All Our Yesterdays 13
by Harry Warner Jr.
Fans have always been fussing and feuding in Los Angeles, but there was a time when the outside world didn’t know much about civil warfare. Before the long succession of split-ups got public airing, Los Angeles fandom co-operated briefly to produce one of the finest club publications of all time. It was Imagination, whose title W. Lawrence Hamling has since borrowed for a prozine.
Imagination is now less remembered than the magazine which succeeded it, Voice of the Imagination, nicknamed VOM. VOM came into being after Imagination folded. Originally, the title had been the name of the letter section in Imagination, so the letter section simply shed the rest of the magazine and became popular as the first, important, all-letter fanzine. It lasted longer than Imagination had survived, thanks to the hard work of Ackerman and Morojo. But VOM was the reflection of Ackerman’s current preoccupations, while Imagination had something to do with the whole Los Angeles Science-Fiction League chapter. (For the sake of purists, it was LASFL in those days, not LASFS. And technically, Imagination as a title, should have an exclamation point after it, but it’s too much work to insert exclamation points on a hot summer day.)
Imagination began in 1937, lasted a couple of years before metamorphosing into VOM, and hardly was spectacular in appearance. It was standard size, usually containing a couple of dozen of mimeoed pages, with a rather conservative format that was remarkable only for the all-out Ackermanese which Forrest J wrote in those days, and for the use of three different typefaces, to compensate for the lack of interior illustrations. Some idea of the inconsistencies and extremes which Ackerman inflicted upon his prose may be found in a brief excerpt like this:
For some unfathomable reason, Ackerman’s “fenetic” spelling dropped more vocalised letters than silent letters.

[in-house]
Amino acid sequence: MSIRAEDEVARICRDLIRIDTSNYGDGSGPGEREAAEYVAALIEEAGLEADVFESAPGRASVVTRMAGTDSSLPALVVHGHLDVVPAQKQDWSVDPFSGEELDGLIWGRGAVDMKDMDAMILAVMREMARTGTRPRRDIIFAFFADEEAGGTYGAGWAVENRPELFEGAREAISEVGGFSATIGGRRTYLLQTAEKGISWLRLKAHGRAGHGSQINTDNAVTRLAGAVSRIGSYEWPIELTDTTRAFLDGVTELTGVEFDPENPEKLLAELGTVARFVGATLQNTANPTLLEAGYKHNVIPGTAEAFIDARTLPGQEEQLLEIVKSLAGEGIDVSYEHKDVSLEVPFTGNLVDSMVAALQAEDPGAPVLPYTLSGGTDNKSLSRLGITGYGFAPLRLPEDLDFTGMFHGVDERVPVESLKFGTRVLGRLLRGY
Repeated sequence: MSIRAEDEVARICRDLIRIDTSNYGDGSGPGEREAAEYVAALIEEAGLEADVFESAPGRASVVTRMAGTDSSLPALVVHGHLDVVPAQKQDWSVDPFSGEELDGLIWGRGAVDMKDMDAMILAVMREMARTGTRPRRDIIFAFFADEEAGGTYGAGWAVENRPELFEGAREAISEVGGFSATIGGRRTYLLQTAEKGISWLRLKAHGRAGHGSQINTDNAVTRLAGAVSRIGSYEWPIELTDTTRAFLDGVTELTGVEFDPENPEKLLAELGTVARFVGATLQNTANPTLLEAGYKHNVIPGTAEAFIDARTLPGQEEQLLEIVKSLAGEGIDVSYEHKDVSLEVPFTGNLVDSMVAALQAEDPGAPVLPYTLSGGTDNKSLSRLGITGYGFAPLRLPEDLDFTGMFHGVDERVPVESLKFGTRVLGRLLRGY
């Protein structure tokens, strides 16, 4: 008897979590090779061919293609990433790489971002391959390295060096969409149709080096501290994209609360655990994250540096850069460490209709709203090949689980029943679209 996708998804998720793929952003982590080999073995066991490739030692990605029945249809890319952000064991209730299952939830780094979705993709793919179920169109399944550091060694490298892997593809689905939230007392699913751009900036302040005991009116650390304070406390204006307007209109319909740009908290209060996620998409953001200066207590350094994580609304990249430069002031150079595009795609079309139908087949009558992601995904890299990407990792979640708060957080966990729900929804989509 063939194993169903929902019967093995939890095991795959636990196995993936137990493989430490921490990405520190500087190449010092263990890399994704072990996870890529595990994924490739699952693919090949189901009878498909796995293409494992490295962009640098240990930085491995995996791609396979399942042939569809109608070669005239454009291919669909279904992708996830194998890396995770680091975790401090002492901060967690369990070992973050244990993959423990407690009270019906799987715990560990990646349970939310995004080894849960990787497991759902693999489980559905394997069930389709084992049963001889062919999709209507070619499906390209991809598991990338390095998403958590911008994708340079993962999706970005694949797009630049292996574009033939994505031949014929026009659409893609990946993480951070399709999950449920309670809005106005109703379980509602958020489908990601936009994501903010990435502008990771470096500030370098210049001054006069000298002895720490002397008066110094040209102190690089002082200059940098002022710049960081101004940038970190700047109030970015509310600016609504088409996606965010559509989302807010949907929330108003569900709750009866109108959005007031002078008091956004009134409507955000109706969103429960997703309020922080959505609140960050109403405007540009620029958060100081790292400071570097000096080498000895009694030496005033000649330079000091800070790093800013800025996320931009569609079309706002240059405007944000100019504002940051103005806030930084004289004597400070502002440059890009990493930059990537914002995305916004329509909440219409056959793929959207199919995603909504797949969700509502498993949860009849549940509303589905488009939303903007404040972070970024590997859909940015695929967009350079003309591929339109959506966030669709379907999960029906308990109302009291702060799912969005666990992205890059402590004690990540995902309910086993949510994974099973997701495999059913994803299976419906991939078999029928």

In the April, 1938 issue, Russ Hodgekins told how a bunch of the Los Angeles boys went to Tarzana to meet Edgar Rice Burroughs in person. Everything went fine, except for the fact that Burroughs was not there. Here’s the way Hodgekins described the Burroughs office:
The contents of Imagination were a merry hodgepodge of everything imaginable. Biographies of LASFL members, synopses of fantasy movies, and radio shows which Ackerman had found, translations of fantasy interest from Esperanto (another Ackerman crusade in those days) news notes on happenings in Los Angeles, and lots of letters from readers, were regular features. Almost everything was kept short, with two or three items usually crowding onto a page, and poems set up as prose to save space. Rather interesting at this late date is the biography of Ray Bradbury which appeared in the June 1938 issue:
Since Ackerman has drifted away from fandom, lots of us forget that he never liked to have a period placed after his middle initial. In the July, 1938 Imagination, he told something about his middle initial troubles in this respect:
Ten years before Walt Kelly started his comic strip, here’s how Imagination described Pogo:
If it doesn’t seem to fit the possum too well, that’s because it refers to the original Pogo, Patti Gray, then a member of the LASFL.
Then there was a brief paragraph of interest from A. Merritt, apparently a quote from a letter which he had written to someone in Los Angeles:
Does Joseph William Skidmore ring a bell in your memory? Most stf readers of today have never beard of him, and couldn’t guess that his death in 1938 caused nearly as much turmoil as the other deaths of important writers around that period, like Robert Howard and H. P. Lovecraft. Skidmore wasn’t a very good writer, but his fiction had a certain naive charm of its own, it was pioneer work, and he appeared frequently in the prozines from 1931 until his death.
Imagination’s tribute to him, written by Ackerman and Rob Olsen:
Someday, I think we should have a different kind of science-fiction anthology, a book whose stories would be chosen not for merit, not for theme, but because they are completely typical of the pre-World War Two magazine science-fiction. At least two or three of the placid, little stories about the talking electrons would deserve a place in such a book.
Last revised: 1 March, 2006
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